The award-winning Shaker Heights High School student news organization

The Shakerite

The award-winning Shaker Heights High School student news organization

The Shakerite

The award-winning Shaker Heights High School student news organization

The Shakerite

BOE Won’t Field Questions Until Next Spring

The wait for an artificial turf field and track just got longer.

At its March 13 meeting, the Board of Education postponed any decision on new athletic facilities until the spring of 2013, citing new questions and the need for more research.

Approximately 30 people attended the meeting at Onaway Elementary School. After announcing the decision, the board allowed comments but not questions. After the announcement, which immediately followed roll call, a dozen people walked out. Some threw their agendas on the floor in apparent disgust.

Shaker resident Chris Ramsay, who ran for City Council last November, said, “The board was going to meet and vote on the matter, but last-minute they pulled it. It got pushed back to City Hall at one point, and they said, ‘No,’ so it came back to the school board, and I thought they were considering it. I just want to know why it was cancelled.”

Bob McKeiver, a representative of a Parma Heights company Field Turf, attended the meeting and was surprised, but not disappointed.

“We’ve been working with the district and the architect getting budgets put together and what not. I was a little bit surprised. I knew it wasn’t a done deal, but I didn’t think they would table it like they did,” McKeiver said.

Junior field hockey player Tia Morrison, who didn’t attend the meeting, was extremely disappointed when she heard the board’s decision. “It’s disappointing after all the efforts the teams put into a new field for our senior year,” she said.

The path to tonight’s decision began five years ago, when a committee met to assess the possibility of raising funds for a turf field. They were only able to secure one-third of the cost, so the possibility of a donor was raised. At one meeting, NFL veteran Nate Clements’ (’97) name was suggested.

Rumors circulated for two years that Clements offered to pay for a turf stadium, track and lights in exchange for naming rights, but that his offer was turned down. In September 2010, District Communications Director Peggy Caldwell told The Shakerite that the rumor “had no basis in fact.” Nevertheless, the Clements story persists today.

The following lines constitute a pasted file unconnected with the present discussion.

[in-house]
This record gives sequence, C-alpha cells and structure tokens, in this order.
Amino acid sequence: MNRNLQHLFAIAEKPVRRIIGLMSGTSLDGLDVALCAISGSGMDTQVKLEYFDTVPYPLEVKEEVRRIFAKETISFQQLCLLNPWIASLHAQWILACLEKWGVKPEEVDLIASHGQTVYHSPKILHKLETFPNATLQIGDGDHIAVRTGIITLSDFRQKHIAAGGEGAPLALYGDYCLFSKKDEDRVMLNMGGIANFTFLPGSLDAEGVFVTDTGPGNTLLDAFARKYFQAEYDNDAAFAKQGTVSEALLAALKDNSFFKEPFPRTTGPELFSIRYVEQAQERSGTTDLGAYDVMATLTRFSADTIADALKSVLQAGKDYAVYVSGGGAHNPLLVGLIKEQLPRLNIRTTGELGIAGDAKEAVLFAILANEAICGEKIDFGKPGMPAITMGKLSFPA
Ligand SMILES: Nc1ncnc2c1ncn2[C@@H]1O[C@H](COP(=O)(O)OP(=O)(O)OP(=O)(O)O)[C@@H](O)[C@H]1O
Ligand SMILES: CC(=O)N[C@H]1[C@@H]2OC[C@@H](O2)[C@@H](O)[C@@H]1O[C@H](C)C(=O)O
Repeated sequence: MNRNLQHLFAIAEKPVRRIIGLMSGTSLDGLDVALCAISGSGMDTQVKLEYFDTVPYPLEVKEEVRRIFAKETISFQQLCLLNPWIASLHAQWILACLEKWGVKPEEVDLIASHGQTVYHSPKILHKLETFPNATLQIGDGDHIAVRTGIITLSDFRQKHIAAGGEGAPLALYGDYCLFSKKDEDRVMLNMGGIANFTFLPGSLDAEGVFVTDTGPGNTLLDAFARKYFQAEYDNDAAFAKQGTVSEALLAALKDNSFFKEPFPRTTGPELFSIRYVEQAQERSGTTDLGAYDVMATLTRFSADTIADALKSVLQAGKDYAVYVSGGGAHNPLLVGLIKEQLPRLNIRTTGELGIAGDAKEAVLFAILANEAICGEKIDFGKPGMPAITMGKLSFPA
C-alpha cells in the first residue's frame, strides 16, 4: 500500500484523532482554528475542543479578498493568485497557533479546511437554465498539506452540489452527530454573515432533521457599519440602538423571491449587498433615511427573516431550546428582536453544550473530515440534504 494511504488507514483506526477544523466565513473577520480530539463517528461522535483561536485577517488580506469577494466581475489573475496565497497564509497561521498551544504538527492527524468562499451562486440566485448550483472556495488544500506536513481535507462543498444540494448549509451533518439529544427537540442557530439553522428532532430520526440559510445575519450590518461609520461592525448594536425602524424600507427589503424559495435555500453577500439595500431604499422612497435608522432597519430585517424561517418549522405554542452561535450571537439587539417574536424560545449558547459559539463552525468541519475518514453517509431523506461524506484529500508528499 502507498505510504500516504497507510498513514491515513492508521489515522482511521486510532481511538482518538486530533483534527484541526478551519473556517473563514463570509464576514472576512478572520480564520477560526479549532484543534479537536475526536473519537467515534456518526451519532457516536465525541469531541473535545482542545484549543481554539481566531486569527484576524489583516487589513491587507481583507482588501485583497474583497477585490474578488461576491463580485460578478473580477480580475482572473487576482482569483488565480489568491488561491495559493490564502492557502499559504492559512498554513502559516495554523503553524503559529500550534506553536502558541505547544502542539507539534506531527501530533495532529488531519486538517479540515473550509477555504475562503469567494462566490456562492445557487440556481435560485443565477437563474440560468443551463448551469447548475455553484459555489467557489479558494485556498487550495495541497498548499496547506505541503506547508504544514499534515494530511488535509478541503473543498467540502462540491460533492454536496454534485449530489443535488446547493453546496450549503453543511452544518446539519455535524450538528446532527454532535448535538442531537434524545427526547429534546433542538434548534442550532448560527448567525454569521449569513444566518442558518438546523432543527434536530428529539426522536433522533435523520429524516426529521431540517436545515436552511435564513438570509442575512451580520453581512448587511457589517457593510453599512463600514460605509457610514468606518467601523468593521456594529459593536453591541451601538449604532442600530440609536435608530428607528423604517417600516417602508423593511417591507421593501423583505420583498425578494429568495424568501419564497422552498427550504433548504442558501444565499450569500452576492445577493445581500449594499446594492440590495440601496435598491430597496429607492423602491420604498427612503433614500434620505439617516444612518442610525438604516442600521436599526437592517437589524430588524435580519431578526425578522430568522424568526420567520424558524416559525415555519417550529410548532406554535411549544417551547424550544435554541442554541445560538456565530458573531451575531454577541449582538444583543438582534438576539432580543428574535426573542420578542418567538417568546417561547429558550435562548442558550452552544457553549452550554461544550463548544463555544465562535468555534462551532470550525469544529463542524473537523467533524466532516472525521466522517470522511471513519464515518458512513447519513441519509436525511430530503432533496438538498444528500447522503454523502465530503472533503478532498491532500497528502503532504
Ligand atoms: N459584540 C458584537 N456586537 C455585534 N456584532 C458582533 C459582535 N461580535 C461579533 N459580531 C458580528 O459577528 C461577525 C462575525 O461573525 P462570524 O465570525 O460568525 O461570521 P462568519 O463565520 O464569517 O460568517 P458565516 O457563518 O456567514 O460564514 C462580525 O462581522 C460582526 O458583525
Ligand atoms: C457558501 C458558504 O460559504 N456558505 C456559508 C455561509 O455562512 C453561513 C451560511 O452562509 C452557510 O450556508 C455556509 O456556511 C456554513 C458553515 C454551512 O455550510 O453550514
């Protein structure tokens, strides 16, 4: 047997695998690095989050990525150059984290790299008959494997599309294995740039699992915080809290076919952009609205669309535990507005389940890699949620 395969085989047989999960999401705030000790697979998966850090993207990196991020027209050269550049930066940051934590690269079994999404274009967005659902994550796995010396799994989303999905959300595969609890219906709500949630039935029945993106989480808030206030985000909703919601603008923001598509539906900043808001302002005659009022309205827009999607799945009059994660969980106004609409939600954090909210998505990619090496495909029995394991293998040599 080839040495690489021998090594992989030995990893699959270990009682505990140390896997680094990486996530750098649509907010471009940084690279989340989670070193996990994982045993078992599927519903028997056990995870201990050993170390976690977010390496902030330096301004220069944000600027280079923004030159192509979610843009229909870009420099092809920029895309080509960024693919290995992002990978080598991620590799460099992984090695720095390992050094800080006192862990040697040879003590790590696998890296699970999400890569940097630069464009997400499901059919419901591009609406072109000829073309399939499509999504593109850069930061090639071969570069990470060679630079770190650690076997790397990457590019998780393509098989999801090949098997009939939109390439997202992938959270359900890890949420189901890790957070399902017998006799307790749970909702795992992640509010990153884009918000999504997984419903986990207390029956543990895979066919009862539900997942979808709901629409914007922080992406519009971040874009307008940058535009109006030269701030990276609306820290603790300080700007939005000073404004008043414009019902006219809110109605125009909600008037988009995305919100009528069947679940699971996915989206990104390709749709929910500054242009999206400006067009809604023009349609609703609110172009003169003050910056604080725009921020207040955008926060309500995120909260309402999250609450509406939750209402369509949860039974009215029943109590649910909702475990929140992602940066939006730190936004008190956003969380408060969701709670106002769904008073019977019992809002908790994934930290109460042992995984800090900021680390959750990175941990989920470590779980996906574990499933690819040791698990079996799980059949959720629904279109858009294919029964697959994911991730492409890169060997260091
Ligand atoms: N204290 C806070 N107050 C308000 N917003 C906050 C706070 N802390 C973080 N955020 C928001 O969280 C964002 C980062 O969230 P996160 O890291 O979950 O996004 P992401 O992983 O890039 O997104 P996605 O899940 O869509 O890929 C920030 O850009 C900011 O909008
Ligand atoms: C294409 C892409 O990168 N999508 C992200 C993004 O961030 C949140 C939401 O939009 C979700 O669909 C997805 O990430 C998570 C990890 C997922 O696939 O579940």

Athletes, coaches and residents, frustrated by the state of Shaker’s playing fields, took their concerns to school and city leaders at the Oct. 10, 2011 League of Women Voters-sponsored candidate’s forum at Shaker Middle School. The candidates all supported the issue but cited funding concerns. In an email message, Superintendent Mark Freeman stated, “At this time, the school district does not have the resources for a project of this scale. The stark reality is that we are losing $8 million in state funds over the next two years. Our priority is on maintaining academic programs.”

At a crowded City Council meeting Oct. 24, Shaker parents Lee Weingart and Doug Neary proposed a plan requesting city help to finance two turf fields and a new track. Despite strong support from athletes, coaches and parents who filled the room, Mayor Earl Leiken wasn’t convinced. “The city just doesn’t have resources right now to invest in school fields,” Leiken told a Shakerite reporter.

Those who favored this project were frustrated, but Weingart remained hopeful because the district was assembling a committee to assess repairs and improvements of school buildings, grounds and athletic fields.

The committee proposed money-saving changes in district energy use. They also identified about $5 million in energy efficiency improvement projects to be studied. The committee hopes the extra money accumulated over time would pay for the track and field project.

“Until they tell us to halt, we will continue with our planning process. It didn’t sound like it was completely a dead issue for this year,” said McKeiver of FieldTurf.

Junior soccer player Will Naugle was not as positive. He said, “It’s embarrassing. We have a field covered in sand and fertilizer.”

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